Luke Bible Study (Journey with Jesus)

Luke 6:12-26, What The Good Life Looks Like

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Apostles Selected (6:12-16)

Jesus is about to make an important decision. The decision is so important that Jesus goes out to a mountain and prays all night to God. When the day comes, Jesus calls his followers and chooses twelve of them. He calls them “apostles.” The word “apostle” literally means “one sent,” picturing a messenger. But these twelve are not just mere messengers for Jesus. These twelve men were to function as his representatives and mouthpieces for the message of the kingdom. It should not surprise us that Jesus selects twelve followers to be his apostles. Just as the twelve sons of Jacob founded the Old Testament people of God, so also the twelve apostles established the foundation of the new people of God (Ephesians 2:20). One other thing is worthy of observation before we move forward. There are four lists recorded in the New Testament of the apostles’ names. Peter’s name is always first and Judas Iscariot’s name is always last. This is also with good reason since Judas would betray Jesus and Peter leads the twelve and represents them.

What The Good Life Looks Like, What Looks Life The Good Life But Isn’t (6:17-26)

Verses 17-19 reveals that great crowds of his disciples and great multitudes of people from all over the surrounding regions, and even Jerusalem, were coming to hear him and to be healed of their diseases. I love the subtly of verse 19. “And all the crowd sought to touch him, for power came out from him and healed them all.” The power of healing is just pouring out of Jesus. Power is coming out of him. Have you thought about the gravity of Luke’s statement? People are just trying to touch him because power was coming out from Jesus and touching Jesus would make them well. Imagine the multitudes crowding Jesus and people pushing to try to touch Jesus. This would be worse than what Hollywood celebrities deal with from the paparazzi. Every step Jesus takes would have people crowding into him to touch him. So Jesus stops and begins to teach. This section of teaching has often been called, “The Sermon on the Plain.” The lesson is similar to the Sermon on the Mount recorded in Matthew’s gospel. But there are some very serious differences that should cause us to see the Sermon on the Plain as a separate, unique sermon that is not parallel to the Sermon on the Mount.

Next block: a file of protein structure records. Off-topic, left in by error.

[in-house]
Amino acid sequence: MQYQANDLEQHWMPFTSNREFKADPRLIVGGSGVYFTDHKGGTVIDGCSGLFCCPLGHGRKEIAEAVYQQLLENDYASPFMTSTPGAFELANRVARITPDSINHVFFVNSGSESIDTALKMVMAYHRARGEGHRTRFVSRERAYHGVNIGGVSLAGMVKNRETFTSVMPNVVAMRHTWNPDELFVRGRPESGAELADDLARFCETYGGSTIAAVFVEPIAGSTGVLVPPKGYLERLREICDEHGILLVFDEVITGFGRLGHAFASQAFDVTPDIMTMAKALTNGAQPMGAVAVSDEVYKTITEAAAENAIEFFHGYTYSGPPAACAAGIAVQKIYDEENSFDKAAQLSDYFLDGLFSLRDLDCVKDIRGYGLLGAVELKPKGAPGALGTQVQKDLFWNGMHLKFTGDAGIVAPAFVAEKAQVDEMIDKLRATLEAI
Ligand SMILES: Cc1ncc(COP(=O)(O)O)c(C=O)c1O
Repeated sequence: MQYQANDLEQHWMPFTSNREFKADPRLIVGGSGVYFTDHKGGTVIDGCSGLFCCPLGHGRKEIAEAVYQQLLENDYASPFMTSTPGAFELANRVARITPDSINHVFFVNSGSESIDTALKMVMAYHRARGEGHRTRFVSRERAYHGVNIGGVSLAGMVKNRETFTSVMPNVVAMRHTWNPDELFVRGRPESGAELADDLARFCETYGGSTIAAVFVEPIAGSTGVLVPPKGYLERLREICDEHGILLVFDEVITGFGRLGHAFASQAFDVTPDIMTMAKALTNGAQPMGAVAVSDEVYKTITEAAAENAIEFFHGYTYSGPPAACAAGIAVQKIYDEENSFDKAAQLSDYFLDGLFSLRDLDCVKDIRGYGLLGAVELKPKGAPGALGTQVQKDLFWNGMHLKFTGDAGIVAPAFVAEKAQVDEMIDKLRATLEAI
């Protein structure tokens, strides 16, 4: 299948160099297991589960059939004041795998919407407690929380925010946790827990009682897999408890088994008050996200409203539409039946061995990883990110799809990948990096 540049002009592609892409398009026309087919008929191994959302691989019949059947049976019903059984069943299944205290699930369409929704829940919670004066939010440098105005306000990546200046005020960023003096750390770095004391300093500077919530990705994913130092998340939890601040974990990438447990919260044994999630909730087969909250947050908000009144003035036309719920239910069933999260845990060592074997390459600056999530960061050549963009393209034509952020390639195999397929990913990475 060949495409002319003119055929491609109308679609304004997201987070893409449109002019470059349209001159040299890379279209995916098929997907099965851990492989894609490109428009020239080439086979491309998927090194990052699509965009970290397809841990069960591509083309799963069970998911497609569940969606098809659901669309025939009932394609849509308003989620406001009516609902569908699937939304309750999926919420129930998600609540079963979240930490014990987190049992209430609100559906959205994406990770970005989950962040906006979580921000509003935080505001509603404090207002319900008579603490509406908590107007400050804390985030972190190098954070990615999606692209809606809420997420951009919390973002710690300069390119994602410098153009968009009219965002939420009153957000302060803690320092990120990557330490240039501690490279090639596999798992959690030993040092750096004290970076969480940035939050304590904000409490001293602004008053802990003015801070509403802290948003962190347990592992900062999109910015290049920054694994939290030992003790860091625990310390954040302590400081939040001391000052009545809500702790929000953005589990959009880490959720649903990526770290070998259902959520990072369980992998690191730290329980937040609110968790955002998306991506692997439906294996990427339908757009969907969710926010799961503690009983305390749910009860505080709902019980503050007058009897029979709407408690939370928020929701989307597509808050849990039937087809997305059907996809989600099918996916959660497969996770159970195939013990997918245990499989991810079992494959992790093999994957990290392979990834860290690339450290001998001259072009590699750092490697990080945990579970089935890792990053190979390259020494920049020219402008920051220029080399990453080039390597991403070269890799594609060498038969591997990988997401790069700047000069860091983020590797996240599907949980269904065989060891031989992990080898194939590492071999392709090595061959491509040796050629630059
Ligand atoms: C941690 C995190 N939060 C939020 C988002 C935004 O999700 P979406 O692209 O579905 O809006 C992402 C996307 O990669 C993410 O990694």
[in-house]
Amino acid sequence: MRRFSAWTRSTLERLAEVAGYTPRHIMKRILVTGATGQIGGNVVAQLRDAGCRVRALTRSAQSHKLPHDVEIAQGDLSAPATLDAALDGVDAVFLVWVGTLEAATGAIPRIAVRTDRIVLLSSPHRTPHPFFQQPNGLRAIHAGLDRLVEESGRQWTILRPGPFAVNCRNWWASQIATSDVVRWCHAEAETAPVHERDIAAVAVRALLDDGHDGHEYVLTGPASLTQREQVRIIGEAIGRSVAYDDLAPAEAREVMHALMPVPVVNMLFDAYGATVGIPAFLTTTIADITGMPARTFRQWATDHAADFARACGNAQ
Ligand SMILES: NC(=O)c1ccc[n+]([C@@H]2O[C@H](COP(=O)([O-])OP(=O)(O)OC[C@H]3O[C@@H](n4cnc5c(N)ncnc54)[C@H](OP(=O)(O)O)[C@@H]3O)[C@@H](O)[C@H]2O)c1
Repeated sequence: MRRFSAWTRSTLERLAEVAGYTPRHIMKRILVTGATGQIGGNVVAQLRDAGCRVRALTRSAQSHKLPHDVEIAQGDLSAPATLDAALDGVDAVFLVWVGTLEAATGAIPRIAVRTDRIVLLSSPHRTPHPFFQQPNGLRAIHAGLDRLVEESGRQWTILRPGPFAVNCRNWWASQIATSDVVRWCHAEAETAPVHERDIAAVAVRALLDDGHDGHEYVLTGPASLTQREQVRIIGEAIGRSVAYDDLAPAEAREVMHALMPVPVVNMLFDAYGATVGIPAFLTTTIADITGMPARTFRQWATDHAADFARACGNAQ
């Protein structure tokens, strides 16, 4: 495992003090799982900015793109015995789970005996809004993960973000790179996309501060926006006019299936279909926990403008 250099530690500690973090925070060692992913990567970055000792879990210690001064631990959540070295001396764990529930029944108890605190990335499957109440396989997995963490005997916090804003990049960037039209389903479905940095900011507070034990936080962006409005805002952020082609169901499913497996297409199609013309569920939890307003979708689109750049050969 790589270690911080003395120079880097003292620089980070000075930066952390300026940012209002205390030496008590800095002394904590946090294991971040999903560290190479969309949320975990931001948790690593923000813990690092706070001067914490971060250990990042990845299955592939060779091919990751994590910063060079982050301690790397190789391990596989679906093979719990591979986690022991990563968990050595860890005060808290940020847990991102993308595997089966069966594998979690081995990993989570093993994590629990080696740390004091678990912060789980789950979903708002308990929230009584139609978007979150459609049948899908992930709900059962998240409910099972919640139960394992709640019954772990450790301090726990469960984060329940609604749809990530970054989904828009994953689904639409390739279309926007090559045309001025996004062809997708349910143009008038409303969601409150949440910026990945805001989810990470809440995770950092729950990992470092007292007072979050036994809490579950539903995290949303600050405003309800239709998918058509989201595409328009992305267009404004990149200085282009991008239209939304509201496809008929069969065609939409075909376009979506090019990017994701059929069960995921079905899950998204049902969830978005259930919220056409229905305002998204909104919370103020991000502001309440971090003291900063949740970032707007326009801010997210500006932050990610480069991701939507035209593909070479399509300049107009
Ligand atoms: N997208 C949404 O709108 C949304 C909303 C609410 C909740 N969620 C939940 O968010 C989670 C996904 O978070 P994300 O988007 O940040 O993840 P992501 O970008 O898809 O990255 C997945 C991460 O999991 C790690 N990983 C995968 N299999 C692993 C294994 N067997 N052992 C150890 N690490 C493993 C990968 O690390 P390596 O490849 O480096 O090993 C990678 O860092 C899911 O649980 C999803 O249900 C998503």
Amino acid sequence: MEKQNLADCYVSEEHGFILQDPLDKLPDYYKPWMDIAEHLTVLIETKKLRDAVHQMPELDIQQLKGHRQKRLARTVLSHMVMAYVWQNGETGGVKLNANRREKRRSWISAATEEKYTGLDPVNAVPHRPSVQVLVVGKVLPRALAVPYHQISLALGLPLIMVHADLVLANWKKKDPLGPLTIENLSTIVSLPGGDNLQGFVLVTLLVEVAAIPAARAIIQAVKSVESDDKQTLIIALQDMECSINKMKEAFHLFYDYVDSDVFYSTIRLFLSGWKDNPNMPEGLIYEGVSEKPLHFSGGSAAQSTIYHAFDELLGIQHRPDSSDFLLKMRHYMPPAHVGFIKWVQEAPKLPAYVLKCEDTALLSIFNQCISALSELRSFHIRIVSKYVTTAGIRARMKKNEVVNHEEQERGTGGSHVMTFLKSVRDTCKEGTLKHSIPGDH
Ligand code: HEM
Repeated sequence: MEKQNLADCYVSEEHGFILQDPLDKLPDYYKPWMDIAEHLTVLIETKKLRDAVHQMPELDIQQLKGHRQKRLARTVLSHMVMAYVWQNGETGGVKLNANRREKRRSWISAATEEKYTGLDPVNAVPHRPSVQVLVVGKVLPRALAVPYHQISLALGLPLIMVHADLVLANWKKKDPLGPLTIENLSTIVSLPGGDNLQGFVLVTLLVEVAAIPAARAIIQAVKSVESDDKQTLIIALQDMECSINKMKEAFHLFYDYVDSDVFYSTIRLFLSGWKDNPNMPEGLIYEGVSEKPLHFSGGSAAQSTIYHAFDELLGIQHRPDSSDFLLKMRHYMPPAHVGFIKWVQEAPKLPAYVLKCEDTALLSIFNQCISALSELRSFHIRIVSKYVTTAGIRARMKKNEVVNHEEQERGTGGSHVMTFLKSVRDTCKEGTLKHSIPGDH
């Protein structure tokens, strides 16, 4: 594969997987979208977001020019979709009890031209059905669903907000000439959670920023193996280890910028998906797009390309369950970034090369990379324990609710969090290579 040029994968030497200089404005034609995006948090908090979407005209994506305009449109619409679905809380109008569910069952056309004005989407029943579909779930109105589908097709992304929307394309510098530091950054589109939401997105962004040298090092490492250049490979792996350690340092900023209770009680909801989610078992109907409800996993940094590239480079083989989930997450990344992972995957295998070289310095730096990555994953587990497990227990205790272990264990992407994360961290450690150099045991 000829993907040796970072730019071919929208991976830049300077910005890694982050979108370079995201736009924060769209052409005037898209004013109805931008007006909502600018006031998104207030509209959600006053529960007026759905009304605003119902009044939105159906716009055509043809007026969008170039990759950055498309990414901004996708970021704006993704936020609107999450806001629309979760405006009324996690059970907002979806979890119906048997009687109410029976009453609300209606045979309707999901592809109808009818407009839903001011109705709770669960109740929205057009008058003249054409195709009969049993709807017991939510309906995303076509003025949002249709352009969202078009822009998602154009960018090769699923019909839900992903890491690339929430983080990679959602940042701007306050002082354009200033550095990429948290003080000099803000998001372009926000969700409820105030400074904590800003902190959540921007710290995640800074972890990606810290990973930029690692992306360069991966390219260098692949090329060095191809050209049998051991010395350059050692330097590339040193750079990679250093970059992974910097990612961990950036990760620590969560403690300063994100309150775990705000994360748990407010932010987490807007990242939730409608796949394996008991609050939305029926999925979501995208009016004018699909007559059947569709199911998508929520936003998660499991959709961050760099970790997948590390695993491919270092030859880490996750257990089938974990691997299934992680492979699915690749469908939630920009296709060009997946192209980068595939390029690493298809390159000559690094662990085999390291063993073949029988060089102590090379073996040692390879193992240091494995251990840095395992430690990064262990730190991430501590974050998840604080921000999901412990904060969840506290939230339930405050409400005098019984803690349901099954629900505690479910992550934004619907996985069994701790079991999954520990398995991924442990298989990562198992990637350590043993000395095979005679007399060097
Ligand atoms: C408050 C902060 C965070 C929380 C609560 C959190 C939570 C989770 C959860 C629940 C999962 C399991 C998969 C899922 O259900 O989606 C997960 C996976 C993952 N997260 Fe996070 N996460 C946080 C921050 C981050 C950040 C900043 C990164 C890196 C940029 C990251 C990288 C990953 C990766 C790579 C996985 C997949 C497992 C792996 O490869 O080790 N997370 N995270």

One of the unique features of this sermon is that Jesus does not just teach who is blessed, like the Sermon on the Mount. Jesus not only teaches who are blessed but also offers the counterbalance of woes: those who are going to experience pain and anguish. Notice the first blessing and woe combination.

Blessed are you who are poor, for yours is the kingdom of God. But woe to you who are rich, for you have received your consolation (vs. 20,24).

This is probably a fairly shocking statement that may even bother us and cause us to be uncomfortable. Luke recorded earlier that the gospel Jesus promised to preach was “good news to the poor” (Luke 4:18). This teaching goes contrary to the way we think religion operates. We want to read the Sermon of the Mount into the text at this moment and say that what Jesus means are those who are “poor in spirit.” But that is not what Jesus said. Theophilus did not have Matthew’s gospel and no one reading this sentence would think that Jesus is talking about the poor in spirit. Jesus is talking about material possessions. Verse 24 confirms that Jesus is talking about material possessions when he pronounces a woe on the rich. The problem is that many measure God’s blessing in their lives by looking at their bank accounts. Jesus is teaching us to throw that kind of thinking away. It is the people who are poor who can be blessed by God. God’s kingdom is for people who do not seek their wealth and life in earthly things. Rather, God’s kingdom is for people who acknowledge their own poverty and come to Jesus for true life (Geldenhuys, 210).